Banking system Malaysia remains resilient. Numbers here.

Banking system Malaysia remains resilient. Numbers here.

I wrote this article not too long ago. Malaysian economy overview from the banks’ results All these banks’ results help to answer the many questions about whether or not the economy is growing or it’s declining because of the effects from Covid-19. Banks could not report good results if the economy is faltering. Their customers need to do well for the banks to do well. Now we have even more numbers for us to understand about the state of the economy.

Article in Bursa Malaysia’s non-executive chairman Abdul Wahid Omar shared the following numbers.

Banking system’s core equity Tier 1 capital ratio of 15.2% as of Dec 31, 2021, was significantly higher than the 9.05% core capital ratio as of Dec 31, 1997, and 10.61% as of Dec 31, 2008. 

Asset quality of the banks improved significantly with the net impaired loans ratio improving from a high of 13.59% in 1998 to 2.24% (2008) and 0.9% as of Dec 31, 2021. 

“Similarly, the loan loss cover ratio improved from 39% to 75% and 129.2% as of June 30, 2021, respectively. 

“The loan-to-fund ratio remained broadly stable at 82.3% as of Dec 31, 2021, and there is sufficient liquidity for the banks to fund future loans growth in order to expand the economy further.”

“On the back of these prospects, I am optimistic Malaysia’s GDP can rebound to pre-pandemic levels — and based on the economic recovery observed in 2021 and with the reopening of the borders from April 1 — Malaysia is poised to achieve its forecast GDP between 5.5% to 6.5% in 2022. 

“This corresponds to International Monetary Fund and World Bank predictions of 5.7% and 5.8% respectively.” Do read the full article for your reference here: Article in

What is Tier-1 Capital Ratio and why is this important?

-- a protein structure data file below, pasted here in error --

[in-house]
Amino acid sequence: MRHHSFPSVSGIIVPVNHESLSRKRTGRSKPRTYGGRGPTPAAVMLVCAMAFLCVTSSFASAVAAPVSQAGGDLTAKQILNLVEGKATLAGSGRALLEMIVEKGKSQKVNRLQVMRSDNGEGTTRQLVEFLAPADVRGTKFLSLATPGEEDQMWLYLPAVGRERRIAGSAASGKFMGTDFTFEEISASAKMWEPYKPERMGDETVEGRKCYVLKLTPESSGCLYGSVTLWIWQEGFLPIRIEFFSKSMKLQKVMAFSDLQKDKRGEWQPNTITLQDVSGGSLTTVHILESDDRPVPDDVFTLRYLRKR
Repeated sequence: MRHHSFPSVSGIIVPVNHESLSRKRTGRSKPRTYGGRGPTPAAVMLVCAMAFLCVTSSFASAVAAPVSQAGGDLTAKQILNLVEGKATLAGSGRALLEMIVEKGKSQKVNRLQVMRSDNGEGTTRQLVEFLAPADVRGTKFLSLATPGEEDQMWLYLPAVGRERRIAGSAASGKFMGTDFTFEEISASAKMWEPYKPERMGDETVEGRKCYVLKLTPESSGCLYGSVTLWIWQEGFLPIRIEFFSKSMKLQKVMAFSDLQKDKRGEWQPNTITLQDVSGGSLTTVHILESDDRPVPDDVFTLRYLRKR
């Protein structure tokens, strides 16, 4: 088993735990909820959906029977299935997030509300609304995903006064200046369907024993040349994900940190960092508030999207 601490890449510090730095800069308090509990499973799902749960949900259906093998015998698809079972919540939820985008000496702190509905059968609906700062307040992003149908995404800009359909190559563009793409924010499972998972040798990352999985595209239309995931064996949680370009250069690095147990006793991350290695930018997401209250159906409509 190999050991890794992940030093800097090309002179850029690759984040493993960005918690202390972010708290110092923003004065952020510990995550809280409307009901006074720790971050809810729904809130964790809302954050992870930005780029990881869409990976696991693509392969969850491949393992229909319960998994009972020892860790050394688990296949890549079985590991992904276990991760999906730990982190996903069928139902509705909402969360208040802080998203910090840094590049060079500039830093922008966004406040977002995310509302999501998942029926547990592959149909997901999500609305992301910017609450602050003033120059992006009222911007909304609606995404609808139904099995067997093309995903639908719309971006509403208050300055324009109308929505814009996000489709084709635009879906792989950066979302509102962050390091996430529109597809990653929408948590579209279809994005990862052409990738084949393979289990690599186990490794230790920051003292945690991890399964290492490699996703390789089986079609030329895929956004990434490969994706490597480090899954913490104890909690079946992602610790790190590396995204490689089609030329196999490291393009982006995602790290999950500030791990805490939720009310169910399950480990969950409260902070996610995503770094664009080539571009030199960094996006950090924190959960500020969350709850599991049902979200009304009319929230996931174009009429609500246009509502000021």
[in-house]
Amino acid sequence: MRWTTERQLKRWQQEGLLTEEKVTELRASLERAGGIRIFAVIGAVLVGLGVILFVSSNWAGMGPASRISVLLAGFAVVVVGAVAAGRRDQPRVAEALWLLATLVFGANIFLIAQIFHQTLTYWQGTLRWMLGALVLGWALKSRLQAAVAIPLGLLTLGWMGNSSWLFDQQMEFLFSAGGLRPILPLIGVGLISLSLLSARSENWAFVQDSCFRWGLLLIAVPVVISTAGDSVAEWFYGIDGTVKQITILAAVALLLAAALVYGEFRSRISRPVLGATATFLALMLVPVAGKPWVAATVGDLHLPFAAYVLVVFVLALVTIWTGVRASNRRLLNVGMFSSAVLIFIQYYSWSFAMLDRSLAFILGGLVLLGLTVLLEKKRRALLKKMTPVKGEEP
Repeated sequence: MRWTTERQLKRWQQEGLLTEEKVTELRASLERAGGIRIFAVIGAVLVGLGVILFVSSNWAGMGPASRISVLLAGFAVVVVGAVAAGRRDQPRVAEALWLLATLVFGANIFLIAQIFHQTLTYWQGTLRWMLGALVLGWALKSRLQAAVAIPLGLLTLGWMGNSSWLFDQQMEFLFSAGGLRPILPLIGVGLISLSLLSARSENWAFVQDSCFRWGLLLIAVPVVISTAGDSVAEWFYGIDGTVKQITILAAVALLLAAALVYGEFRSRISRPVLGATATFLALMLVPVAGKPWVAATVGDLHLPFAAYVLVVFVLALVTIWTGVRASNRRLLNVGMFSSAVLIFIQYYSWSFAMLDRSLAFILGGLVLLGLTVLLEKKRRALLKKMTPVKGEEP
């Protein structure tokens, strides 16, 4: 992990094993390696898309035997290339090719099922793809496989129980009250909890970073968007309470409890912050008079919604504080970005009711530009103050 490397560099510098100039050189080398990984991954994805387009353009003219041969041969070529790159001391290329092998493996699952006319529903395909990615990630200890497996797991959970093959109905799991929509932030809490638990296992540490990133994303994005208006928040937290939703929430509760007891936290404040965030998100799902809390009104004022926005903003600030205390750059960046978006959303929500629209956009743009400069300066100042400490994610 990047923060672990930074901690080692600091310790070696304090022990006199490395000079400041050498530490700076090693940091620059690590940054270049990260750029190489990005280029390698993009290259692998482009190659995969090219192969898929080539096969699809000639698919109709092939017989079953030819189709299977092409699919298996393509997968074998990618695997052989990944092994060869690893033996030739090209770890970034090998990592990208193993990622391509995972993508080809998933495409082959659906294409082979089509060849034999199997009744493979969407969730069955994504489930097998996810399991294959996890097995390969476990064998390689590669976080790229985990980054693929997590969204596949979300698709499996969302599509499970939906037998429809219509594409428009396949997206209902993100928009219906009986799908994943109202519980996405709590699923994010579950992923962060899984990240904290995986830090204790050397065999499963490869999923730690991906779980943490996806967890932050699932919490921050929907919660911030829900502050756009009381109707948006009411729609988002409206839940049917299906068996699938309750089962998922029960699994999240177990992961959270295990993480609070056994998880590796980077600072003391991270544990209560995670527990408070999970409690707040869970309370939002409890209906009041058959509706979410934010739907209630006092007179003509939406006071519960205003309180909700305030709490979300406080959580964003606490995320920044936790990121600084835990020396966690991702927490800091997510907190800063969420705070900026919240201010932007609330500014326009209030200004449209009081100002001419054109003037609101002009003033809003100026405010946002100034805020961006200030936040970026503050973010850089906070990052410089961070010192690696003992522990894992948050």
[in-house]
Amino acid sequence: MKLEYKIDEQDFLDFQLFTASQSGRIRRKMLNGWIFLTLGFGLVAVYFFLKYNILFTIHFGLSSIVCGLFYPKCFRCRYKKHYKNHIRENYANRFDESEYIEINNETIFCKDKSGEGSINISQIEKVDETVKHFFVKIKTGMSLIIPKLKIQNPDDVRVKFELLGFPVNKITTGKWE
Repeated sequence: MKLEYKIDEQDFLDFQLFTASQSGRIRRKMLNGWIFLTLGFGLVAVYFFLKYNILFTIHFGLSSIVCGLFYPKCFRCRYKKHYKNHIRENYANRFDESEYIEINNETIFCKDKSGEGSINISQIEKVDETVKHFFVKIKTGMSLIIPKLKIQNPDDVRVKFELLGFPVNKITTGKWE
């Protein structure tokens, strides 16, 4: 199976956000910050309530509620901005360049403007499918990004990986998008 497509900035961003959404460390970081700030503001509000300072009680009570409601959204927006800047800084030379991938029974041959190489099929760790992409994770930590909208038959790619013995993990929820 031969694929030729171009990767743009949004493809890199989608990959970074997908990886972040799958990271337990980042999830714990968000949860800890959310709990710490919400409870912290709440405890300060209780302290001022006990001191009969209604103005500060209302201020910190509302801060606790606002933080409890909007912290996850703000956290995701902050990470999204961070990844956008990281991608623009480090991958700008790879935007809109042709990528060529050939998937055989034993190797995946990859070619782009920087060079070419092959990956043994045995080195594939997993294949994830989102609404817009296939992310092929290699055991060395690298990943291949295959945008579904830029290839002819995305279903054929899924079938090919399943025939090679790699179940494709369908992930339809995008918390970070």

Investopedia says The tier 1 capital ratio is the ratio of a bank’s core tier 1 capital—that is, its equity capital and disclosed reserves—to its total risk-weighted assets. It is a key measure of a bank’s financial strength that has been adopted as part of the Basel III Accord on bank regulation.

The tier 1 capital ratio is the basis for the Basel III international capital and liquidity standards devised after the financial crisis, in 2010. The crisis showed that many banks had too little capital to absorb losses or remain liquid, and were funded with too much debt and not enough equity.

To force banks to increase capital buffers, and ensure they can withstand financial distress before they become insolvent, Basel III rules would tighten both tier 1 capital and risk-weighted assets (RWAs). The equity component of tier-1 capital has to have at least 4.5% of RWAs. The tier 1 capital ratio has to be at least 6%. Read here for more: Investopedia says

Tier-1 Capital Ratio for Malaysian banks are alongside the best in the world

Please feel free to google for the tier-1 capital ratio for many of the advanced nations in the world to get some sense of where Malaysian banks stand yeah.

Secondly, our neighbour, Monetary Authority of Singapore wants all Singapore banks to adhere to the following: “For Common Equity Tier 1 capital, Singapore-incorporated banks will be required to maintain a ratio of at least 9% by 1 January 2015 (inclusive of a capital conservation buffer requirement of 2.5%) compared to the Basel III requirement of 7%.” Info source. Singapore’s requirements are thus higher than what Basel III accord says yeah.

Meanwhile Malaysian banking system exceeds even this tougher requirement of at least 9%. (We are at 15%) By the way, no one knows how things could turn out in another global financial crisis but what’s sure is that if it happens, our banks are going to face it from a position of strength versus a weakened position. That is surely a good thing. Happy understanding.

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